MONTREAL/SAO PAULO (Reuters) - Canada insisted on Friday that it plays by international trade rules after Brazil warned it may challenge government funding to planemaker Bombardier Inc, a move that would revive a two-decade-old dispute between the two countries.
The Montreal-based company is locked in competition with Brazil’s Embraer for narrowbody jet sales. The South American country has said that government financing gives Bombardier an unfair advantage.
Brazilian Foreign Minister Jose Serra told Reuters on Thursday it could move against Canada at the World Trade Organization (WTO) over $1 billion in funding that Bombardier received from the Canadian province of Quebec for its CSeries jet.
Canadian Prime Minister Justin Trudeau brushed off the suggestion, telling reporters “there is no country in the world that doesn’t heavily subsidize its aerospace sector.”
“I can understand that our competitors are rightly worried about how great the CSeries plane is,” he said in Calgary.
The Brazilian minister responded in a statement on Friday evening that Trudeau’s comments were revealing.
“It’s telling that the Canadian Prime Minister admits the Canadian government heavily subsidizes Bombardier,” Serra said.
Embraer estimates that Bombardier received a total of $3.5 billion in state support, he noted. Embraer imports equipment from Canada to build jets and the subsidies hurt trade flows, he said.
Brazil and Canada have locked horns repeatedly at the WTO over the past 20 years over state support for Embraer and Bombardier, the world’s biggest commercial planemakers after powerhouses Boeing Co and Airbus Group.
Ottawa is also considering whether to match Quebec’s investment in the CSeries program, which ran years late and billions of dollars over budget.
Embraer’s concerns boiled over in April when Bombardier won a deal to provide 75 CSeries to U.S. carrier Delta Air Lines Inc, beating Embraer’s E190 family of jets with what many industry watchers saw as an aggressive bid.
Industry sources involved in negotiating similar deals have estimated that discounts as high as 75 percent might have been offered to reboot the CSeries program with the order, matching some of the most aggressive pricing in the market.
Embraer complained at the time that it was “not competing with a private enterprise anymore.”
A Bombardier executive said on Friday that Embraer was likely worried about competition from the 110-150 seat CSeries program, which has 325 firm orders and made its first scheduled commercial flight on Friday.
“They have seen our airplane go through the certification process and now enter into service. There is certainly a lot more competition and they are probably concerned about what the CSeries means for their business,” said Ross Mitchell, a vice president of commercial operations for Bombardier.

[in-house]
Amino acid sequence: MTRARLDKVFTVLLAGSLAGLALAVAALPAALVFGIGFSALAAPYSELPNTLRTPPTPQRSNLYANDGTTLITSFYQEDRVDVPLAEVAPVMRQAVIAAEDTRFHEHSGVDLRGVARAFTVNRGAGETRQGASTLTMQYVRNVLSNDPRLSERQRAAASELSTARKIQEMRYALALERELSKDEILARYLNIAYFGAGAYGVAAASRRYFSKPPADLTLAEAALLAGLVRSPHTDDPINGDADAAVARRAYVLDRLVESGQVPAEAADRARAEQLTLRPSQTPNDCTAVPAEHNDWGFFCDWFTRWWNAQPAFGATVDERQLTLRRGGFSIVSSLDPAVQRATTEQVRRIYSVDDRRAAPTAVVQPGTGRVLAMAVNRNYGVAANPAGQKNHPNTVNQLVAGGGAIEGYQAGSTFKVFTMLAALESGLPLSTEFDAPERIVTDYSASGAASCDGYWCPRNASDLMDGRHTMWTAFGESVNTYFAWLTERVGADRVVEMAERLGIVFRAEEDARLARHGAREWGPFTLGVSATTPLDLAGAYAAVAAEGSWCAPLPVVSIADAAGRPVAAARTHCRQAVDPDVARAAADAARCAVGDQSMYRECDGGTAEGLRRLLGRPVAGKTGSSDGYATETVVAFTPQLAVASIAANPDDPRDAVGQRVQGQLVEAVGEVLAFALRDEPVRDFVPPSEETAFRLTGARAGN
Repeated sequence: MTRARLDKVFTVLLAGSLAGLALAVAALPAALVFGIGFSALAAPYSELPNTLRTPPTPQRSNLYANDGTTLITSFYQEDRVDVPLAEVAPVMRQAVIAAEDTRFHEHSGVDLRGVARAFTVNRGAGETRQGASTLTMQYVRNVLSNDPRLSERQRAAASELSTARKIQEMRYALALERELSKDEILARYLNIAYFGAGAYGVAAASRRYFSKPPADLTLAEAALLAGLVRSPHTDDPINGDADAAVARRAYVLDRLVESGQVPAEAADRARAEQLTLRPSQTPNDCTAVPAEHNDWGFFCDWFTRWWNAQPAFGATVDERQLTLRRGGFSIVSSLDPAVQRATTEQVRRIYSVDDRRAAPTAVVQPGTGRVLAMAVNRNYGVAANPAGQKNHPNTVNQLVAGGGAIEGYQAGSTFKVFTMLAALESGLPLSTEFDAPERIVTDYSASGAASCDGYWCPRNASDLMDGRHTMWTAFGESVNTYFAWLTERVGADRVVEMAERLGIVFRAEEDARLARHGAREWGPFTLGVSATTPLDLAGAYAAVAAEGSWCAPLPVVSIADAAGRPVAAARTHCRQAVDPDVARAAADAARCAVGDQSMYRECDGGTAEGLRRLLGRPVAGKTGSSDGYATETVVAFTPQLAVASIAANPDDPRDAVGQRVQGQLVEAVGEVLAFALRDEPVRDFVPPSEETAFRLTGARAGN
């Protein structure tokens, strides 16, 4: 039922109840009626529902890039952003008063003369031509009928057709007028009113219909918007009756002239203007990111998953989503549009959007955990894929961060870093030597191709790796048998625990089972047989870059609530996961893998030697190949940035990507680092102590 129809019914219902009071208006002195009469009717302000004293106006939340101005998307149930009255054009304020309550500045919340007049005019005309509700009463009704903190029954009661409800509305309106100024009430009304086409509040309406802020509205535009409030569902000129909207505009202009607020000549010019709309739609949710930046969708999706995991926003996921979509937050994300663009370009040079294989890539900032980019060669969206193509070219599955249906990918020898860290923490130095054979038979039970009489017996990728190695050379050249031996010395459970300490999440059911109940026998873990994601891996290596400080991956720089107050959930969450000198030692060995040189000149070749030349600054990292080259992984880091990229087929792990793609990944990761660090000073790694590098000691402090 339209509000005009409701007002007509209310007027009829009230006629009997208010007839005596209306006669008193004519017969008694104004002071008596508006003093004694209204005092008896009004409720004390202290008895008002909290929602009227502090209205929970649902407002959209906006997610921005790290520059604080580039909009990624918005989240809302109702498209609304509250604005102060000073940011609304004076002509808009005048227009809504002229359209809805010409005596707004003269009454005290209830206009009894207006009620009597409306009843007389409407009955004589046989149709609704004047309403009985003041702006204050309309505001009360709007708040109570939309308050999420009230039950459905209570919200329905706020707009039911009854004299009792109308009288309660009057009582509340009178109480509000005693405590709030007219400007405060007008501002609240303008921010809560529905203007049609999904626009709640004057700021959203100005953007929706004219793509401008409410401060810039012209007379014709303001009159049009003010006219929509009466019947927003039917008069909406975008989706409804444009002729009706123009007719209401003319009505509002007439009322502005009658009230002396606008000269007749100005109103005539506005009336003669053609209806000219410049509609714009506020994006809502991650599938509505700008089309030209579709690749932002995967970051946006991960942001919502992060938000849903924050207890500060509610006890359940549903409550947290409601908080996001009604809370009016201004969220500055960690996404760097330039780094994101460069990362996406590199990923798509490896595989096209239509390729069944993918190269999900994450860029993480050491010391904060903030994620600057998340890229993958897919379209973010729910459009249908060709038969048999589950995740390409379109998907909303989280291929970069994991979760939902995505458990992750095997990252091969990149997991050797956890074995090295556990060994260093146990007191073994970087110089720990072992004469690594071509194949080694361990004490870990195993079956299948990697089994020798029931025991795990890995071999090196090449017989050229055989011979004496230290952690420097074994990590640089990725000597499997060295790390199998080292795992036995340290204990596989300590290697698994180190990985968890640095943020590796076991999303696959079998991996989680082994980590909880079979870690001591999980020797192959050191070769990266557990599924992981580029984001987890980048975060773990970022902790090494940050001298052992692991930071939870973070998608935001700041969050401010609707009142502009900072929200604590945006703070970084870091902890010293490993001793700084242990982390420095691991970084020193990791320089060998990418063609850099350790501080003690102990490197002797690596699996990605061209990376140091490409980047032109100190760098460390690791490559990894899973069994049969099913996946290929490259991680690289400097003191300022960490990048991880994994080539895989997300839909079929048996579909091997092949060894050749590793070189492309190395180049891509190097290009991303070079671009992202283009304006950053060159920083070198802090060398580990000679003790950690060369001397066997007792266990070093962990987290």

Embraer has 272 firm orders for its estimated 100-130 seat next-generation E-Jets. Its E190-E2 is scheduled to enter service in 2018 while the E195-E2 jet is expected to begin commercial flights in 2019.
Embraer has asked the Brazilian government to monitor any funding Ottawa gives Bombardier, an Embraer spokesman said, adding the planemaker was “capable of competing against any companies, but not against the government of Canada.”
Quebec’s equity stake in the CSeries, first agreed to in 2015, is more difficult to challenge than a straight export subsidy arrangement, said trade lawyer Mark Warner at MAAW Law in Toronto.
Quebec government spokeswoman Melissa Turgeon said in an email that the province has analyzed these questions. “We know we are respecting international trade rules,” she said.
However, Embraer could raise questions about Delta buying CSeries jets at heavily discounted prices, especially since Bombardier had not signed a single deal for the planes in more than a year before the ones with Delta and Air Canada in 2016.
Brazil’s threat of a challenge could scare away potential customers who see risks to future funding for Bombardier from Canadian governments.
“Most people don’t like messy situations,” Warner said.
Competition between Bombardier and Embraer is expected to intensify as carriers like American Airlines retire their E190s in the next few years and could consider small narrowbodies to fill mainline routes.
Air Canada ordered the 45 CSeries jets to replace its E190s.
Additional reporting by David Ljunggren in Ottawa, Nia Williams in Calgary, Jeffrey Dastin in San Francisco, and Tatiana Bautzer in Rio de Janeiro; Editing by Chizu Nomiyama and Richard Chang